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MetLife, Spitzer settle compensation charges


NEW YORK—Metropolitan Life Insurance Co. has become the latest life insurer to settle charges of deceptive broker compensation practices, reaching a $19 million agreement with New York.

Without admitting or denying wrongdoing, MetLife late last month agreed to pay $16.5 million into a policyholder restitution fund and pay another $2.5 million in civil penalties to resolve the investigation by former Attorney General and now New York Gov. Eliot Spitzer.

MetLife, the nation's largest group life insurer, also agreed to stop paying contingent compensation to its producers except in limited circumstances and only with the attorney general's prior consent. It also agreed to provide existing and prospective clients with written notice of all compensation that its producers may receive.

The settlement follows similar deals in recent weeks between Mr. Spitzer's office and UnumProvident Corp. and Prudential Insurance Co. of America. MetLife reached its settlement Dec. 29, only days before Mr. Spitzer was sworn in to his new post and was succeeded as attorney general by Andrew M. Cuomo.

Allegations against MetLife and other insurers grew from New York's insurance industry compensation investigation that began in late 2004. Initially concerned with property/casualty placements, the investigation expanded to life/ health coverage and focused particularly on the practices of Universal Life Resources Inc., a now-defunct life and disability broker.

Mr. Spitzer leveled charges of deceptive compensation practices against MetLife, some involving ULR, in a settlement document signed last week. The attorney general charged that MetLife:

  • Paid undisclosed contingent compensation to producers under "preferred broker" and "strategic alliance" agreements and pushed producers to meet volume goals by providing "threshold attainment" reports. The reports showed producers the overrides they had earned during a given year and how much more premium they would have to produce to meet the next threshold for additional commissions.

  • Paid—and sometimes disguised—compensation to a broker for a particular client's business. For example, MetLife promised ULR an extra $120,000 in compensation for one client's business. After winning the business, MetLife amended ULR's compensation agreement to provide an additional 0.1% on its existing book to a maximum of $120,000, effectively paying the agreed price for the single new account, the attorney general charged.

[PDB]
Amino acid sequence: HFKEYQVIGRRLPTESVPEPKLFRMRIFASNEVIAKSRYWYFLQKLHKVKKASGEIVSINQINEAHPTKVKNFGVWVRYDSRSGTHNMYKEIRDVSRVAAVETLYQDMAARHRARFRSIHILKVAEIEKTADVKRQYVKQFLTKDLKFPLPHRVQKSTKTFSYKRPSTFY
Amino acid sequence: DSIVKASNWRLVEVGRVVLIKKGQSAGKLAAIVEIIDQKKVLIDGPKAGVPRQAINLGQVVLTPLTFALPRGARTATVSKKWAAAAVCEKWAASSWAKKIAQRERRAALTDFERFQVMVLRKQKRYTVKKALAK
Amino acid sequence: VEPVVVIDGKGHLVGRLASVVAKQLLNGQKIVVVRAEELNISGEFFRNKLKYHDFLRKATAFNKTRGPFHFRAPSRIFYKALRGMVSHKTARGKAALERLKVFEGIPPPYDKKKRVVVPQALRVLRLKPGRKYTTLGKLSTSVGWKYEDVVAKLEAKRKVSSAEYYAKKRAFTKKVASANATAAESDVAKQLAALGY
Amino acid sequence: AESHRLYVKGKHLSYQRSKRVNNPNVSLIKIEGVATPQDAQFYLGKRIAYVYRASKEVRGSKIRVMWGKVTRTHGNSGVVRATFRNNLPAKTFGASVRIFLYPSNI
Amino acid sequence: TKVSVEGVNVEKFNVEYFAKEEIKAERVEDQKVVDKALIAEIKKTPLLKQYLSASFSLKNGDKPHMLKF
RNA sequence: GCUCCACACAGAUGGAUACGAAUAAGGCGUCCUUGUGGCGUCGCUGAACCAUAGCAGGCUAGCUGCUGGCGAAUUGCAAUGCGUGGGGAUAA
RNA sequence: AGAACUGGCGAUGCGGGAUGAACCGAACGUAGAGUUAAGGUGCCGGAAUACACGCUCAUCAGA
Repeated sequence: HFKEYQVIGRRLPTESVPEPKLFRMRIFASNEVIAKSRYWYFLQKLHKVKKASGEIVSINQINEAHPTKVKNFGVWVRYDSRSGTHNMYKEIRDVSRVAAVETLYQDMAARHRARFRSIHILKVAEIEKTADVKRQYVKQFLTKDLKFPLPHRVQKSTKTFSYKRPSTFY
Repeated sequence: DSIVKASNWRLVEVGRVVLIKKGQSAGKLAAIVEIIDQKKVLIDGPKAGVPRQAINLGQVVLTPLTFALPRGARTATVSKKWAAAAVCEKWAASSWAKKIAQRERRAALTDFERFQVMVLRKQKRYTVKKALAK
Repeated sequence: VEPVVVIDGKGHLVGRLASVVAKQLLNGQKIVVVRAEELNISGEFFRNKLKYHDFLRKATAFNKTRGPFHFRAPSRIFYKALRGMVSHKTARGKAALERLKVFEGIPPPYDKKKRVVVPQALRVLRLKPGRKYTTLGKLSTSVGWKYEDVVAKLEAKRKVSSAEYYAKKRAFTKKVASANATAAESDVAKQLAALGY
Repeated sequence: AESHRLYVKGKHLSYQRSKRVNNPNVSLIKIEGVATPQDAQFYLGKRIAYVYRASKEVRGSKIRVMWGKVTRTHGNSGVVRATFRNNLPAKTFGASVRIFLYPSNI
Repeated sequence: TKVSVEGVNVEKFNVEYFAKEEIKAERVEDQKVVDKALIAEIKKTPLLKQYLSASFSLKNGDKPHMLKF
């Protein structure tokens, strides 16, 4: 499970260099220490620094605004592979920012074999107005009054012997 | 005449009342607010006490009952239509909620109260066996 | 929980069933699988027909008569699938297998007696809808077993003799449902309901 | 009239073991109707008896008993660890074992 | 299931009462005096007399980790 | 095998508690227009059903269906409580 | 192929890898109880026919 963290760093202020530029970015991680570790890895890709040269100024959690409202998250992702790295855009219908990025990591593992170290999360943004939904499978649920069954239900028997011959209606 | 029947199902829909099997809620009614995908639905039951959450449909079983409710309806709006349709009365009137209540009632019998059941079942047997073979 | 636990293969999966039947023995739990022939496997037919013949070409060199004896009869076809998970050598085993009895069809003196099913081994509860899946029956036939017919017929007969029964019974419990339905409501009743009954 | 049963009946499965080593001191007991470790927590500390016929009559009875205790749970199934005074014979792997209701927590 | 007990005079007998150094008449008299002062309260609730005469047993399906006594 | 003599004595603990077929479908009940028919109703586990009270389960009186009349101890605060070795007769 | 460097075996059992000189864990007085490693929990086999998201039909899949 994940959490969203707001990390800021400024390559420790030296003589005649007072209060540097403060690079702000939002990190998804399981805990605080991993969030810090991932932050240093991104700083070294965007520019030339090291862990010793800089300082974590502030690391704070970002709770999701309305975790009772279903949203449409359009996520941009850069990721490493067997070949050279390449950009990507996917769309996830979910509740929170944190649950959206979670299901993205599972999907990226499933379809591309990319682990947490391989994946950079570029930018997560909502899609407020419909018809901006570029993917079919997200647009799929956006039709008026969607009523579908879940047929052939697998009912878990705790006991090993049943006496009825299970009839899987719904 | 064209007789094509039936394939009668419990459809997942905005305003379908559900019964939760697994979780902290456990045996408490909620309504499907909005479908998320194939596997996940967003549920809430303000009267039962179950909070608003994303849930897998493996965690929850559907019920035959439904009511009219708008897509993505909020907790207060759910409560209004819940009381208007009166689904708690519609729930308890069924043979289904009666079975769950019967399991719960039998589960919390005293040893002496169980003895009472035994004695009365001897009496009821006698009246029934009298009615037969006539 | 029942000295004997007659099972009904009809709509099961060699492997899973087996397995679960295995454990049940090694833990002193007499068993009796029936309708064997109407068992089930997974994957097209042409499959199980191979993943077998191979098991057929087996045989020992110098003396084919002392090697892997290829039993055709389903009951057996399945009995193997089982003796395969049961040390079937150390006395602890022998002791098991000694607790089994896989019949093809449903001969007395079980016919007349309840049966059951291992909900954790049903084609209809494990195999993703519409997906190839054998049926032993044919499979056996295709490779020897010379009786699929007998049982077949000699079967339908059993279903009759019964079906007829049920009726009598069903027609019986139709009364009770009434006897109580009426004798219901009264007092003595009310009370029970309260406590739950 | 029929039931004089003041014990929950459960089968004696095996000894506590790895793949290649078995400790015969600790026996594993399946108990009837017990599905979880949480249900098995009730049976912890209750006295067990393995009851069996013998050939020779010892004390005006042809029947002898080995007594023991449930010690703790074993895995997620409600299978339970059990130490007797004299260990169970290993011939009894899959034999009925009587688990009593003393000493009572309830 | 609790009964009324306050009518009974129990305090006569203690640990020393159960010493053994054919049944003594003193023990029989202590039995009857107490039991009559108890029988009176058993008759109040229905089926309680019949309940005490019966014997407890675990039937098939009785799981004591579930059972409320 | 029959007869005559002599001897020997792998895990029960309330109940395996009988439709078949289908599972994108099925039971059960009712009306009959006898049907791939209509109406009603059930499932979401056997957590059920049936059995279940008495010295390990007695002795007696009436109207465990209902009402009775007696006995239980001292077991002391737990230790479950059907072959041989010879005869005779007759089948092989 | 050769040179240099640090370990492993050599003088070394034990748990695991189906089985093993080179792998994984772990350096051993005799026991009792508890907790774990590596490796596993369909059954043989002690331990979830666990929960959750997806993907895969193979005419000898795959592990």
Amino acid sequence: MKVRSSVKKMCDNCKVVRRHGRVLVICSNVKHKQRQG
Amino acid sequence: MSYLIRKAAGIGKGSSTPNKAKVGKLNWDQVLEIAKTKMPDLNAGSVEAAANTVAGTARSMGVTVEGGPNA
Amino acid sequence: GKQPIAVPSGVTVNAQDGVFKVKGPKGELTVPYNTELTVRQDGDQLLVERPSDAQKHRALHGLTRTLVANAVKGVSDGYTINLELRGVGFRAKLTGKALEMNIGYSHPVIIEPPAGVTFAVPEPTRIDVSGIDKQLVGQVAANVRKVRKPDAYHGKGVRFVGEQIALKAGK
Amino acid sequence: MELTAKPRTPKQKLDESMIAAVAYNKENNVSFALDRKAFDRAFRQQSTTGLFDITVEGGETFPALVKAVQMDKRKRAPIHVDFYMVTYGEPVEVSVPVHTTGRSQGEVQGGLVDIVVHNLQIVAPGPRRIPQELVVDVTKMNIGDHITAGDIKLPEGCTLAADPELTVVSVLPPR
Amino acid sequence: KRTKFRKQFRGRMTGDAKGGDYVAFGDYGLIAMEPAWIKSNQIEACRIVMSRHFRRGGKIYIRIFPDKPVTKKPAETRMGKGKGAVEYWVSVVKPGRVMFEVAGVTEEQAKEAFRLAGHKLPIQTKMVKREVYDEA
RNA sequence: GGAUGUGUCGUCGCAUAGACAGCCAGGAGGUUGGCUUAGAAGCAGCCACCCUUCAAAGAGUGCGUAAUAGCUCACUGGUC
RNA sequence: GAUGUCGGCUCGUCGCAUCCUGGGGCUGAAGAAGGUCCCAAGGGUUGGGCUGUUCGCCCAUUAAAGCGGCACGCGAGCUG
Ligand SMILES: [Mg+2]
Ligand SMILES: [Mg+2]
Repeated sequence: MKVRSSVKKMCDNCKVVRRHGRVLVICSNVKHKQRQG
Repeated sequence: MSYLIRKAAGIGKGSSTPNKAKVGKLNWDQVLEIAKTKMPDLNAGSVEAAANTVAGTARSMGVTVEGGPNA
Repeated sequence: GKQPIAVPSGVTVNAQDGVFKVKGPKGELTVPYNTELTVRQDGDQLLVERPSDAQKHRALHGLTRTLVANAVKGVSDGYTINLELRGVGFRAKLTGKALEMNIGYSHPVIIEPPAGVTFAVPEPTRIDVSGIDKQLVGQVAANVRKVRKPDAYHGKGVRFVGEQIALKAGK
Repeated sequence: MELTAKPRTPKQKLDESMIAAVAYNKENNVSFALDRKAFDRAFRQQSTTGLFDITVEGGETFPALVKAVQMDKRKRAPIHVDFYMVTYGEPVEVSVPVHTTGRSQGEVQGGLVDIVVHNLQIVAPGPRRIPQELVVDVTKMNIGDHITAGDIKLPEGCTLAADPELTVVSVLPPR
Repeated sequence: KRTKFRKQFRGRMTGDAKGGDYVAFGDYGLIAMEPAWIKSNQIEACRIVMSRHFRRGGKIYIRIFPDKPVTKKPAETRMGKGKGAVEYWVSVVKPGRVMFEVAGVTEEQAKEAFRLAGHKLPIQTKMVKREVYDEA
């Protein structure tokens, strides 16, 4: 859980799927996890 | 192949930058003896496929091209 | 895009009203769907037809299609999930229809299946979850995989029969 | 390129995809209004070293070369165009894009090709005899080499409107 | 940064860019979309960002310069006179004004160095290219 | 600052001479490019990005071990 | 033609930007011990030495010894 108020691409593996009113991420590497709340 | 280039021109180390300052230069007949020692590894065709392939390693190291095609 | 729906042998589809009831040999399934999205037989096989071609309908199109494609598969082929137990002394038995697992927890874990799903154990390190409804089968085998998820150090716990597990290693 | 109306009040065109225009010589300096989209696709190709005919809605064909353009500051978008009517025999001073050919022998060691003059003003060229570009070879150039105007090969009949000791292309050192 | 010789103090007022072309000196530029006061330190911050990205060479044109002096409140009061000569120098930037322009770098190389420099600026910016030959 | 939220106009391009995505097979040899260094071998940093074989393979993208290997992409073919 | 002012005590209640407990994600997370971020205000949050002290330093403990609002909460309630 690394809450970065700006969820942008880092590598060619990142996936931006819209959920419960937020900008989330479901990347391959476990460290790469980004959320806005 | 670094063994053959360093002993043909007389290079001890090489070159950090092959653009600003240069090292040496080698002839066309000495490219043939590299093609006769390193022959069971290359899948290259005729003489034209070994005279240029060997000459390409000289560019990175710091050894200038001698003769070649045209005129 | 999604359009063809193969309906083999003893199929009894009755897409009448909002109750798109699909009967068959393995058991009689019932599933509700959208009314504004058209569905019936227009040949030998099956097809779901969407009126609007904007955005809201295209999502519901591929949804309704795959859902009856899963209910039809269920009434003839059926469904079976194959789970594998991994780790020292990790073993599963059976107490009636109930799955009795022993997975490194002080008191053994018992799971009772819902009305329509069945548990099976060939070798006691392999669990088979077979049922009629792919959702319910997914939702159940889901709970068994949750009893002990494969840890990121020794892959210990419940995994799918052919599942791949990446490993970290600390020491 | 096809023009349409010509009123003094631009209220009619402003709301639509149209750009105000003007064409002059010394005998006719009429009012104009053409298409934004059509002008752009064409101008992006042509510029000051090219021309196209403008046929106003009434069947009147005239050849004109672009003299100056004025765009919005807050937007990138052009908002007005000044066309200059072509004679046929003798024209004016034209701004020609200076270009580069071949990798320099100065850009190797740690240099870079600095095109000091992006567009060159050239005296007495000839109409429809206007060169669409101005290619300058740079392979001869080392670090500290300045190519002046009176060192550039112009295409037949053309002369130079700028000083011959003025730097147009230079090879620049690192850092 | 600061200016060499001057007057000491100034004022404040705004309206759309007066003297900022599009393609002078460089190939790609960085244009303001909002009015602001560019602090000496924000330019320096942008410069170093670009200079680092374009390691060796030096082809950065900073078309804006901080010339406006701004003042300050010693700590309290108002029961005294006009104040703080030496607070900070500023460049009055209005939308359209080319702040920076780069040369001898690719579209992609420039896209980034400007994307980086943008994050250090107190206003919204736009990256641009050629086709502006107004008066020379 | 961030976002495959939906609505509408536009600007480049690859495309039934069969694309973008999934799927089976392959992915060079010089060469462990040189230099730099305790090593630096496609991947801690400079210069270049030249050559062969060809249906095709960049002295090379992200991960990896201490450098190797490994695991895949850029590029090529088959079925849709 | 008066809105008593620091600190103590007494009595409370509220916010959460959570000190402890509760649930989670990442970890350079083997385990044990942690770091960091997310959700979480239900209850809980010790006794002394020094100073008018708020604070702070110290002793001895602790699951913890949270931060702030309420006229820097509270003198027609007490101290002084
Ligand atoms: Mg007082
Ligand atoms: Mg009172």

• Paid excessive, undisclosed fees for services that producers in some cases never performed and that were passed on to clients. In one case, ULR collected about $1.8 million for "communications services" that it never actually provided to the client, regulators alleged. MetLife agreed not to disclose these payments in documents required by the federal government for employee benefit plans, Mr. Spitzer's office charged. In all, ULR received $11 million in compensation from MetLife that was not reported on the federal forms and less than $2 million that was reported.

MetLife's $19 million settlement matches the amount that Prudential agreed to pay to settle similar charges last month.

In November, UnumProvident agreed to pay $15.5 million in restitution and a $1.9 million fine to New York and simultaneously settled charges brought by California regulators.

In a statement, MetLife said that it "cooperated fully" with the attorney general's office and "believes that resolving this matter is in the best interests of its shareholders, customers and policyholders."